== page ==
Cleaning common tracheostomy equipmentCCleaning common tracheostomy equipmentCleaning common tracheostomy equipmentEnglishRespiratoryChild (0-12 years);Teen (13-18 years)Lungs;TracheaRespiratory systemNon-drug treatmentCaregivers Adult (19+) Hospital healthcare providersNA2017-06-29T04:00:00ZReshma Amin, MD, FRCPC, MSc;Faiza Syed, BHSc, RRT;Tuyen Tran, RRT000Flat ContentHealth A-Z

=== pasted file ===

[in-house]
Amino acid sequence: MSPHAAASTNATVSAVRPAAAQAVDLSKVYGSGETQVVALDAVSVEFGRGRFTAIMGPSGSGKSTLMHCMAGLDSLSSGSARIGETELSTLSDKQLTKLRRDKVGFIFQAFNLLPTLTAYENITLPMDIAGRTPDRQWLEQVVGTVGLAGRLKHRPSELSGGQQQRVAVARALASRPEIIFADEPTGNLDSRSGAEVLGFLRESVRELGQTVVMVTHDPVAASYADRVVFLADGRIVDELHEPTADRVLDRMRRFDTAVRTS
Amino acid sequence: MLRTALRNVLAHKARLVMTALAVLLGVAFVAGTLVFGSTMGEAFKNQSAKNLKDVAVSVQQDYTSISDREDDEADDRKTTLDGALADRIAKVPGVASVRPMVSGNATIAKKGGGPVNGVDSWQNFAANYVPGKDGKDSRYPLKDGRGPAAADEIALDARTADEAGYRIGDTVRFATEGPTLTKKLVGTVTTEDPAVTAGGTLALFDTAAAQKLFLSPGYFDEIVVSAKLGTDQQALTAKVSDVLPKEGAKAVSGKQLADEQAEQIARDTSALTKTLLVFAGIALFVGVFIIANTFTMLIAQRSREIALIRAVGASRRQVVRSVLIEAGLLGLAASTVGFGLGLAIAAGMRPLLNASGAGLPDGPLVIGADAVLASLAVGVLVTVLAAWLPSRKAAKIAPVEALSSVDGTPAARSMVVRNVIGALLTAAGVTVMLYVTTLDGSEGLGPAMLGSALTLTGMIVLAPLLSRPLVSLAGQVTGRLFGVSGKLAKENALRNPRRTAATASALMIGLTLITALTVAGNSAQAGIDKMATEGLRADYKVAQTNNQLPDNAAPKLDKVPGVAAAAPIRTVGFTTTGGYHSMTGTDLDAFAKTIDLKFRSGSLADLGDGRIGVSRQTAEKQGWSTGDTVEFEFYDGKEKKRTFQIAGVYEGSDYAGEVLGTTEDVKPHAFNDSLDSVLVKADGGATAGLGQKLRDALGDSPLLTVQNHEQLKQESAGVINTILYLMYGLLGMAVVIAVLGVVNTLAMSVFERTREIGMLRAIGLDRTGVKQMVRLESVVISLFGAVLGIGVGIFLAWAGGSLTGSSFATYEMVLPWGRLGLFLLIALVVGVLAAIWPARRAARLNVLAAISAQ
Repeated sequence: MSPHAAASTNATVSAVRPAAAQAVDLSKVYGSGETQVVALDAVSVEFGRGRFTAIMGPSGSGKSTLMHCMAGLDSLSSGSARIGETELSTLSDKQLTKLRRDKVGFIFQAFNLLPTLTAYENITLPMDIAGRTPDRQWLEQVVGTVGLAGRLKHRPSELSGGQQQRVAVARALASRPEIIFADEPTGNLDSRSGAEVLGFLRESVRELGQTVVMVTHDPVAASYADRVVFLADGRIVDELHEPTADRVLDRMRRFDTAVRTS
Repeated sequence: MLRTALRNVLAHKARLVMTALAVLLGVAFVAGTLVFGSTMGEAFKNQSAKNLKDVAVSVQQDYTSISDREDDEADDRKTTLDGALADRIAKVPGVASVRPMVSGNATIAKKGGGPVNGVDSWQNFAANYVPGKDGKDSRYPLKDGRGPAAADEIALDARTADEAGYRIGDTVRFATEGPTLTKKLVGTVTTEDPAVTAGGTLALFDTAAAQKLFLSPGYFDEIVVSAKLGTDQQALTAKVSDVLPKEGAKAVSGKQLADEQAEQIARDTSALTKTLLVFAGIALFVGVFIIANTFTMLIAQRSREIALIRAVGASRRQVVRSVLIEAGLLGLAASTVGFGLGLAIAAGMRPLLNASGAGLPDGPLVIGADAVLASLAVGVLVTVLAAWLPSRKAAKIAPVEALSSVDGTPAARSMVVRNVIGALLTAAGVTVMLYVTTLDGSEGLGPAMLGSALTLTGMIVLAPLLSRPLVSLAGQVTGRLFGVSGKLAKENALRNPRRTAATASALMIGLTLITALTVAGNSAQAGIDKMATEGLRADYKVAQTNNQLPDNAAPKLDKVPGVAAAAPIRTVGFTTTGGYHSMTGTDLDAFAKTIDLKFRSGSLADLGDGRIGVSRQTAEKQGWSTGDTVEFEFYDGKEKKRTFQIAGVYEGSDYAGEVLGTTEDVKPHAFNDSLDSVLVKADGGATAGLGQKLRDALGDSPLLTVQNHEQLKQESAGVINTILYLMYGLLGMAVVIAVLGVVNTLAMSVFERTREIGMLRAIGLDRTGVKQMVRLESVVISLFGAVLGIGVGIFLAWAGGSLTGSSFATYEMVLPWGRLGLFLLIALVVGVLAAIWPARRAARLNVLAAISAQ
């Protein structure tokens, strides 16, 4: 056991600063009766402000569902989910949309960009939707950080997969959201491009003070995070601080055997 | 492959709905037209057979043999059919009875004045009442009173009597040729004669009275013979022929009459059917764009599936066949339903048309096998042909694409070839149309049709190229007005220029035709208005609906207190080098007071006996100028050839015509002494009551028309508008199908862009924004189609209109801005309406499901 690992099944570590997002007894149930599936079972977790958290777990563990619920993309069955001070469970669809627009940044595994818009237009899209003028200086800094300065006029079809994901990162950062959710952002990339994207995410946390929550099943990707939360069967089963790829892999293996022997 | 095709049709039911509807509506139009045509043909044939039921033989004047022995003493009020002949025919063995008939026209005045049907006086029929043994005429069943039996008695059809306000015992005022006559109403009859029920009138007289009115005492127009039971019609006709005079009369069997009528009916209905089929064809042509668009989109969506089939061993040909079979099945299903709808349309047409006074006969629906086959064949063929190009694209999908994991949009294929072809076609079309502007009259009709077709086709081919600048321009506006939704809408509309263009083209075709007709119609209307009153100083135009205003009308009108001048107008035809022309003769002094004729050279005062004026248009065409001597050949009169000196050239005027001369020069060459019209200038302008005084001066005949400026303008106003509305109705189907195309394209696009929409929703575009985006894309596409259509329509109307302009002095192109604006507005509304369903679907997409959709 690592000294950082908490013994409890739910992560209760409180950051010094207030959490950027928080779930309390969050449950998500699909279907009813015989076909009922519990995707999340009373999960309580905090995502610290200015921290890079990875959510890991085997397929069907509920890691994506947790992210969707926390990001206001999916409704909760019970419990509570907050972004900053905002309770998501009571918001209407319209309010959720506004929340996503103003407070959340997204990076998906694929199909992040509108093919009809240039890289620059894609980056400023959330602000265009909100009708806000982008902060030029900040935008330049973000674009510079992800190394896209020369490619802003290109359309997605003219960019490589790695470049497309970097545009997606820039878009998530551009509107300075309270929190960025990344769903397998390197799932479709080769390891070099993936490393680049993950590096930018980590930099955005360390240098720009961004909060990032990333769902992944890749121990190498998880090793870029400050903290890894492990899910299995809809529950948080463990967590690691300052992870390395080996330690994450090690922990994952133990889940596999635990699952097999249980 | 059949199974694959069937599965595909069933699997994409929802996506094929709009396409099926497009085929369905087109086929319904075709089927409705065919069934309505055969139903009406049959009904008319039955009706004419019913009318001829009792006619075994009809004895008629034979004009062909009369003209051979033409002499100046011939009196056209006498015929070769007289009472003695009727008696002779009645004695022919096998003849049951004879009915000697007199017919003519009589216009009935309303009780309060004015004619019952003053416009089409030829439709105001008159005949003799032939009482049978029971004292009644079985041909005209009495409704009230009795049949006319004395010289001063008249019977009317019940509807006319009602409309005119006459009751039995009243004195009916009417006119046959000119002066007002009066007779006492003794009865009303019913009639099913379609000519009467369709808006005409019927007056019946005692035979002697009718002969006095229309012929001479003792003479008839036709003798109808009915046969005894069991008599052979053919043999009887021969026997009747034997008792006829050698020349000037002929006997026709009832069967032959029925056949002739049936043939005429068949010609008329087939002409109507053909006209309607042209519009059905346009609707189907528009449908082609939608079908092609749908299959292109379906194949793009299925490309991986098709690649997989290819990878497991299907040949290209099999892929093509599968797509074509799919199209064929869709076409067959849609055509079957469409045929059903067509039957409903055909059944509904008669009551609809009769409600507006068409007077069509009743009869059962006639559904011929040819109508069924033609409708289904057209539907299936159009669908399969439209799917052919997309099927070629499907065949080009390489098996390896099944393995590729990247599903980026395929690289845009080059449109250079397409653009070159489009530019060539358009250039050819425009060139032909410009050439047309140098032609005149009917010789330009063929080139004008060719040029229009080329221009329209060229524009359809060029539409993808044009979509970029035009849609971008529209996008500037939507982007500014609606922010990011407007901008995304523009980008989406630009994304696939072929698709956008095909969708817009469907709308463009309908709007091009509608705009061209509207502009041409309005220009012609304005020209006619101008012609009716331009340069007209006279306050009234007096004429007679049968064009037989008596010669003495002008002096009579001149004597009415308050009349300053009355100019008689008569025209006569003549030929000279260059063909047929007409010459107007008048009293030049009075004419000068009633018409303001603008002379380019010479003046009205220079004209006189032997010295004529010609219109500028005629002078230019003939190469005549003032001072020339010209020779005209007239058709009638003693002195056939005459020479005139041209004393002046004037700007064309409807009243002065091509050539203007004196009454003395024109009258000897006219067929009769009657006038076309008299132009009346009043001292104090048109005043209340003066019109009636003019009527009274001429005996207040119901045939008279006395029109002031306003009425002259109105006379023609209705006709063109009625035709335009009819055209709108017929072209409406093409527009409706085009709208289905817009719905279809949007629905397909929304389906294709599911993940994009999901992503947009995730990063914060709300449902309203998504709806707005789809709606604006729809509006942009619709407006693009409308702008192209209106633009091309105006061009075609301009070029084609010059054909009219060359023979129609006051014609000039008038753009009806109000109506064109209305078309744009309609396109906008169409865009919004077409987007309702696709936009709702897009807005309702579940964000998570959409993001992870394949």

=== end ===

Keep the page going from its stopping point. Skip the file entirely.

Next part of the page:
Cleaning common tracheostomy equipment2918.00000000000Cleaning common tracheostomy equipmentCleaning common tracheostomy equipmentCEnglishRespiratoryChild (0-12 years);Teen (13-18 years)Lungs;TracheaRespiratory systemNon-drug treatmentCaregivers Adult (19+) Hospital healthcare providersNA2017-06-29T04:00:00ZReshma Amin, MD, FRCPC, MSc;Faiza Syed, BHSc, RRT;Tuyen Tran, RRT000Flat ContentHealth A-Z<h2>How often must I clean my child's tracheostomy equipment?</h2> <figure><img src="https://assets.aboutkidshealth.ca/akhassets/trach_tools_01_EN.jpg" alt="Tracheostomy equipment" /></figure> <p> <b>Plastic (PVC) tracheostomy tubes and obturators:</b> Clean these every time you change your child’s tracheostomy tube.</p><p> <b>Silicone tracheostomy tubes and obturators:</b> Clean these every time you change your child’s tracheostomy tube.</p><p> <b>Reusable inner cannulas:</b> Clean two or three times a day or more often if dirty or if there is a lot of mucus.<br></p><p> <b>Disposable inner cannulas:</b> Do not clean or re-use these.</p><p> <b>Disposable corks or caps:</b> Do not clean and or re-use these.</p><p> <b>Reusable corks/caps:</b> Clean daily.</p><p>Proper cleaning of tracheostomy equipment helps prevent lung infections.</p><p>Most children use plastic or silicone tracheostomy tubes. If your child uses a<a href="/Article?contentid=2919&language=English"> metal or silver tracheostomy tube</a>, your child's healthcare team will explain how to clean them. </p><h2>How do I clean plastic tracheostomy tubes (for example, Shiley brand)?</h2><p>You can clean and re-sterilize reusable tracheostomy tubes, inner cannulas, obturators and corks up to three times before you should discard them.</p><h3>Before you start<br></h3><p>Gather your supplies:</p><ul><li>medical grade pipe cleaner or a tracheostomy cleaning brush (if you have a roll of pipe cleaner, you can prepare it in advance by cutting a length slightly longer than the tracheostomy tube)</li><li>3 per cent hydrogen peroxide</li><li>sterile, distilled water</li><li>a clean container with a lid or a clean plastic bag</li><li>two pairs of disposable gloves</li><li>clean towel</li><li>clean tweezers</li><li>new disposable inner cannula or clean reusable inner cannula</li><li>speaking valve and cork, if needed</li><li>two large containers or basins for soaking solutions. Containers must be large enough to easily accommodate the equipment without bending or forcing them to fit. You can use K-basins or inexpensive plastic containers.</li></ul><p>To avoid mixing up clean and dirty items, label the container for dirty equipment #1 and the container for clean equipment #2.</p><h3>Cleaning plastic tracheostomy tubes</h3><ol><li>Wash your hands. </li><li>Pour half hydrogen peroxide and half sterile, distilled water into container #1, for dirty equipment.</li><li>Pour sterilized, distilled water into container #2, for clean equipment.</li><li>Remove the used Velcro ties from the tracheostomy tube to be cleaned. Hand wash the Velcro ties in mild soap and water. Rinse and allow to dry.</li><li>Rinse the tracheostomy tube, reusable inner cannula (if applicable) and obturator with a strong stream of cold tap water.</li><li>Clean the inside and outside of the tube by scrubbing gently with a medical grade pipe cleaner and/or the tracheostomy cleaning brush. Make sure you remove visible dirt. If using a pipe cleaner, discard it with the other used and dirty supplies when you are finished cleaning.</li><li>Place the tracheostomy tube and any adjuncts (inner cannula, obturator and cork caps) in container #1. Label the container with the date and time. If you are in the hospital, make sure you include your child’s name and the contents as well. Soak the tubes for 10 minutes. Discard the solution after use.</li><li>Wash your hands.</li><li>Put on clean gloves. Remove the tubes from container #1 using your gloved hands or clean tweezers. Rinse with sterile, distilled water and then place the tubes into container #2. Soak the tubes for 10 minutes.</li><li>Remove the tubes and any adjuncts from container #2 using your gloved hands or clean tweezers. Handle by the flange.</li><li>Do not rinse the tubes with tap water. Instead, place them on a clean dry towel. Allow them to dry. Tap the tracheostomy tube gently against the towel to remove any droplets of water from inside the cannula. Do not whip or shake the cannula. Ensure all parts are completely dry.</li><li>Once dry, attach the clean ties to the flange.</li><li>Place the tubes in a clean container or plastic bag and seal the container or bag. Store the tubes properly to prevent bending or strain.</li><li>Throw out all used and dirty supplies, including the liquid solutions in containers #1 and #2.</li><li>Wash all plastic containers in soap and water. Rinse well. You can wash the containers on the top shelf of the dishwasher. See below for sterilizing containers and lids.</li><li>Remove gloves and wash your hands.</li></ol><h2>How do I clean silicone tracheostomy tubes (for example, Bivona brand)?</h2> <figure> <img src="https://assets.aboutkidshealth.ca/akhassets/trach_silicone_tube_EN.jpg" alt="A Bivona silicone tracheostomy tube with an air-filled cuff." /> </figure> <p>You can clean and re-sterilize silicone tracheostomy tubes up to five times before you should discard them. These tubes have a special Superslick<sup>®</sup> coating that keeps mucus from sticking to them. Do not scrub tubes too hard or the coating will come off.</p><h3>Before you start</h3><p>Gather your supplies:<br></p><ul><li>​container for water</li><li>medical grade pipe cleaner (if you have a roll of pipe cleaner, you can prepare it in advance by cutting a length slightly longer than the tracheostomy tube)</li><li>cotton swabs or a tracheostomy cleaning brush</li><li>mild liquid, fragrance-free soap</li><li>clean container with a lid or a clean plastic bag</li><li>two pairs of disposable gloves</li><li>clean towel</li><li>clean tweezers</li><li>new disposable inner cannula or clean reusable inner cannula</li><li>speaking valve and cork, if needed</li><li>suction machine, suction catheter/adjuncts and suction tubing.</li></ul><h3>Cleaning silicone tracheostomy tubes</h3><ol><li>Wash your hands.</li><li>Prepare supplies.</li><li>Remove the used Velcro ties from the tracheostomy tube to be cleaned. Hand wash the ties in mild soap and water. Rinse with tap water and allow to dry.</li><li>Gently wash the inside and outside of the tube, the reusable inner cannula and obturator in a mild, fragrance-free detergent solution using a soft bristled brush or pipe cleaner. Take care to go gently with the brush or pipe cleaner! Too much scrubbing, scraping or stretching may damage the tube.</li><li>Rinse with tap water.</li><li>CDiscard the brush or pipe cleaner with the other used and dirty supplies when you are finished cleaning.</li><li>Soak the tracheostomy tube and any adjuncts (inner cannula, obturator) for 20 minutes in a pot of boiled water that has just been taken off the heat. Cover the pot and allow to cool.</li><li>Remove the tubes from the water with clean tweezers. Place the tubes on a clean dry towel and allow them to dry completely.</li><li>Once dry, attach the clean ties to the flange.</li><li>Place tubes in a clean container or plastic bag and seal the container or bag. Store the tubes properly to prevent bending or strain. </li><li>Discard the used water.</li><li>Remove gloves and wash your hands.</li></ol><p>*Another option for step 7 is to sterilize the tracheostomy tubes in a bottle sterilizer. If you choose this method, make sure the bottle sterilizer is used <strong>only </strong>for tracheostomy sterilization.<br></p> <a class="btn btn-primary" href="https://www.aboutkidshealth.ca/trachvent">Return to trach-vent learning hub</a><br>Cleaning common tracheostomy equipmentTruehttps://www.aboutkidshealth.ca/Article?contentid=2919&language=Englishhttps://www.aboutkidshealth.ca/Article?contentid=2917&language=English